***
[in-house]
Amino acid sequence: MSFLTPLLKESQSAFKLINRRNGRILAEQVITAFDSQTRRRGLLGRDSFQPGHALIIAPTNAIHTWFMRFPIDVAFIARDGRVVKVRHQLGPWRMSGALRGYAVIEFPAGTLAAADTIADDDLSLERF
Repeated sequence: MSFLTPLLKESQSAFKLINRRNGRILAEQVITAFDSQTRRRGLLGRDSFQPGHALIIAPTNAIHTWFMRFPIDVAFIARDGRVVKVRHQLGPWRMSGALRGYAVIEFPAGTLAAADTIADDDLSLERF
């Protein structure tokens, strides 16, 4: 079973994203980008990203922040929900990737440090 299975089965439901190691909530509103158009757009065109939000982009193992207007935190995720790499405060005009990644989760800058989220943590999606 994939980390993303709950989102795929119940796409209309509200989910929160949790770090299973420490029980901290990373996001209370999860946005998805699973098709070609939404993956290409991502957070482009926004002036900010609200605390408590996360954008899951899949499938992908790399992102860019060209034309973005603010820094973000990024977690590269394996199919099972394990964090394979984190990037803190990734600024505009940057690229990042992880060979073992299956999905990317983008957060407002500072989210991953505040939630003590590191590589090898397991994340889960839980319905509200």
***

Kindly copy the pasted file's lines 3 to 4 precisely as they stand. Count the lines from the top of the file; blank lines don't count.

Repeated sequence: MSFLTPLLKESQSAFKLINRRNGRILAEQVITAFDSQTRRRGLLGRDSFQPGHALIIAPTNAIHTWFMRFPIDVAFIARDGRVVKVRHQLGPWRMSGALRGYAVIEFPAGTLAAADTIADDDLSLERF
């Protein structure tokens, strides 16, 4: 079973994203980008990203922040929900990737440090 299975089965439901190691909530509103158009757009065109939000982009193992207007935190995720790499405060005009990644989760800058989220943590999606 994939980390993303709950989102795929119940796409209309509200989910929160949790770090299973420490029980901290990373996001209370999860946005998805699973098709070609939404993956290409991502957070482009926004002036900010609200605390408590996360954008899951899949499938992908790399992102860019060209034309973005603010820094973000990024977690590269394996199919099972394990964090394979984190990037803190990734600024505009940057690229990042992880060979073992299956999905990317983008957060407002500072989210991953505040939630003590590191590589090898397991994340889960839980319905509200």